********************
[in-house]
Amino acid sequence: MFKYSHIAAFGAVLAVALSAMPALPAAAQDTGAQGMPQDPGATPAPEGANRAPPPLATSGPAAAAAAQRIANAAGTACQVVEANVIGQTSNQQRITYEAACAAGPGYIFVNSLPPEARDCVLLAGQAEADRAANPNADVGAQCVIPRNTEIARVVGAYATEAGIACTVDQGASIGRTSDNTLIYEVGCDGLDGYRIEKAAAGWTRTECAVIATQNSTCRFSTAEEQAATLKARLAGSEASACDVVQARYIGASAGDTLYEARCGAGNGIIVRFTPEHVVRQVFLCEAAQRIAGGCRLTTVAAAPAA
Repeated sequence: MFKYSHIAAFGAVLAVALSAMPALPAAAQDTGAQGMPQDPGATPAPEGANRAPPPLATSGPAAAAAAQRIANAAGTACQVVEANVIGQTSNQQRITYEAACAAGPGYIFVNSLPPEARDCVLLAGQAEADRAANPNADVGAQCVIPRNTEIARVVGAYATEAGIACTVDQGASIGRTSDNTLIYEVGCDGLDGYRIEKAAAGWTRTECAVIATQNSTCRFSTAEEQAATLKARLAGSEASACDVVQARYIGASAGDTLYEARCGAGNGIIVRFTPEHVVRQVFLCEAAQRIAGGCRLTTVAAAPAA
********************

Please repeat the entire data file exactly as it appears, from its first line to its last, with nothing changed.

[in-house]
Amino acid sequence: MFKYSHIAAFGAVLAVALSAMPALPAAAQDTGAQGMPQDPGATPAPEGANRAPPPLATSGPAAAAAAQRIANAAGTACQVVEANVIGQTSNQQRITYEAACAAGPGYIFVNSLPPEARDCVLLAGQAEADRAANPNADVGAQCVIPRNTEIARVVGAYATEAGIACTVDQGASIGRTSDNTLIYEVGCDGLDGYRIEKAAAGWTRTECAVIATQNSTCRFSTAEEQAATLKARLAGSEASACDVVQARYIGASAGDTLYEARCGAGNGIIVRFTPEHVVRQVFLCEAAQRIAGGCRLTTVAAAPAA
Repeated sequence: MFKYSHIAAFGAVLAVALSAMPALPAAAQDTGAQGMPQDPGATPAPEGANRAPPPLATSGPAAAAAAQRIANAAGTACQVVEANVIGQTSNQQRITYEAACAAGPGYIFVNSLPPEARDCVLLAGQAEADRAANPNADVGAQCVIPRNTEIARVVGAYATEAGIACTVDQGASIGRTSDNTLIYEVGCDGLDGYRIEKAAAGWTRTECAVIATQNSTCRFSTAEEQAATLKARLAGSEASACDVVQARYIGASAGDTLYEARCGAGNGIIVRFTPEHVVRQVFLCEAAQRIAGGCRLTTVAAAPAA